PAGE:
Exposure to dioxins during pregnancy is associated with endocrine-disrupting effects in male infants. Genitalia distances that normally are longer in males than females, were reduced among male newborns whose mothers had higher exposure to dioxins. This is revealed in a study of 700 pregnant women and newborns from Greece and Spain, led by the Centre for Research in Environmental Epidemiology (CREAL), Barcelona.
The anogenital distance that is the distance between the anus and the penis, was reduced by approximately half a mm per 10 picograms (one trillionth of a gram) per gram lipid, of concentration of dioxin-like compounds. Dr. Marina Vafeiadi the first author of the article, mentions that “anogenital distance is a sensitive marker of endocrine disruption and smaller distances have been related to hypospadias (a birth defect of the urethra and penis), cryptorchidism (undescended testis) and also lower semen quality and infertility among young men”. This study provides human data that support the experimental animal evidence used by Food and Agriculture Organization of the United Nations (FAO) and the World Helath Organization (WHO) to set recommendations for human dioxin intake. Dioxins and dioxin-like compounds are persistent chemicals that are by-products of various industrial processes. The main sources of human exposure are foods high in fats mainly of animal origin such as meat, dairy products, and fish.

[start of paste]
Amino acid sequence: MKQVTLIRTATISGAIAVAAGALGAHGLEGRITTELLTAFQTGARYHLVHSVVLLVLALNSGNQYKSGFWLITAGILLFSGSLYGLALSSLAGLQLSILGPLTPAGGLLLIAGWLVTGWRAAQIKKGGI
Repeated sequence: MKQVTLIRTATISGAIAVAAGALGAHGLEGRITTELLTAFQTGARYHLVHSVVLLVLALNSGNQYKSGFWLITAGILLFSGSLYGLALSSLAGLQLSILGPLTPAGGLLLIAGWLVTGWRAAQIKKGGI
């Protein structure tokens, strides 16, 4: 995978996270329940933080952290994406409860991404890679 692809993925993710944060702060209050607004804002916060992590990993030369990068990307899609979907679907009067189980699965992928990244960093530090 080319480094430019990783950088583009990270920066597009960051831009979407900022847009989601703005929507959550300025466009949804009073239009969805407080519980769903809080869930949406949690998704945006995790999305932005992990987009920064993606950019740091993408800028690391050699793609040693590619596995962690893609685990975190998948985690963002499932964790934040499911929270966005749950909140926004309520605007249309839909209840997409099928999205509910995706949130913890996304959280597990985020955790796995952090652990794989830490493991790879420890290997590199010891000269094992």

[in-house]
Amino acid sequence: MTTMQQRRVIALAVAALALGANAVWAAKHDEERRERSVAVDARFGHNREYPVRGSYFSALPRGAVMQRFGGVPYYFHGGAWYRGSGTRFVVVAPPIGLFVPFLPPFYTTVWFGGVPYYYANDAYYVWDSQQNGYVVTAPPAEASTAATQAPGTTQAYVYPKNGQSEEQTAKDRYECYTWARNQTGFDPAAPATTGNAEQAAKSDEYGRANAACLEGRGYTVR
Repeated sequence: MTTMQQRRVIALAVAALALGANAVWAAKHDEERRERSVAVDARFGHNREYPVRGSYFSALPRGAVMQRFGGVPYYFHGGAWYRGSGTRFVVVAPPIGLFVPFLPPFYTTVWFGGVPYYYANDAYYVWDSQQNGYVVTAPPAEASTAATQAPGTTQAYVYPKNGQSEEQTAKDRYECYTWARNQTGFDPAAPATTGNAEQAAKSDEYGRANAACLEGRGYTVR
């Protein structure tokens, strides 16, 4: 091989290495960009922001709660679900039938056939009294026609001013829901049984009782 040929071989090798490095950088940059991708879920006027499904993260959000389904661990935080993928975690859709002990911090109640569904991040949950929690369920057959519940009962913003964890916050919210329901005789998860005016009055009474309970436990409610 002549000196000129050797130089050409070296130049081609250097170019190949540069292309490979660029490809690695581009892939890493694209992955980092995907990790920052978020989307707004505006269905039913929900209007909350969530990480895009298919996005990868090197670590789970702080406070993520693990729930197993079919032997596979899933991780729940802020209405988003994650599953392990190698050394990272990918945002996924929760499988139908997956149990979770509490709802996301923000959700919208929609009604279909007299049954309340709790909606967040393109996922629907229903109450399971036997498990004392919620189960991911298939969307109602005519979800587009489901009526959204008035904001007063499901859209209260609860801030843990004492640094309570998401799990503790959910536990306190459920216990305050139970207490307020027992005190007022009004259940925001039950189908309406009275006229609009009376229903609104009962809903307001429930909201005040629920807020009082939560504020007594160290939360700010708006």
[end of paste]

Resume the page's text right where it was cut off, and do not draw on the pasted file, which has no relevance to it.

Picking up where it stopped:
Dioxins are passed from the mother to the child through the placenta during pregnancy and through breastfeeding postnatally. The use of advanced biomedical techniques allowed the measurement of dioxins and dioxin like compounds in mother’s blood using a test that provides a global estimate of exposure to these compounds. This has provided researchers with information about levels of exposure to these compounds during pregnancy.
According to the study coordinator and joint scientific director from CREAL, Prof. Manolis Kogevinas: “Exposure to dioxins and related compounds has been considerably reduced in industrialized countries the last decades through extensive control measures. Our results indicate, however, that efficient control of persistent compounds requires prolonged time periods to be effective.” The study was conducted together with researchers of the University of Crete (Greece) and the Hospital del Mar Medical Research Institute (IMIM) (Barcelona).
Reference: In Utero Exposure to Dioxins and Dioxin-like Compounds and Anogenital Distance in Newborns and Infants. Environmental Health Perspectives. Marina Vafeiadi, Silvia Agramunt, Eleni Papadopoulou, Harrie Besselink, Kleopatra Mathianaki, Polyxeni Karakosta, Ariana Spanaki, Antonis Koutis, Leda Chatzi, Martine Vrijheid, Manolis Kogevinas. http://dx.doi.org/10.1289/ehp.1205221
For further information, please contact: – Gisela Sanmartín, CREAL Communications Manager: email@example.com – Tel.: +34 93 214 73 33 – +34 696 912 841.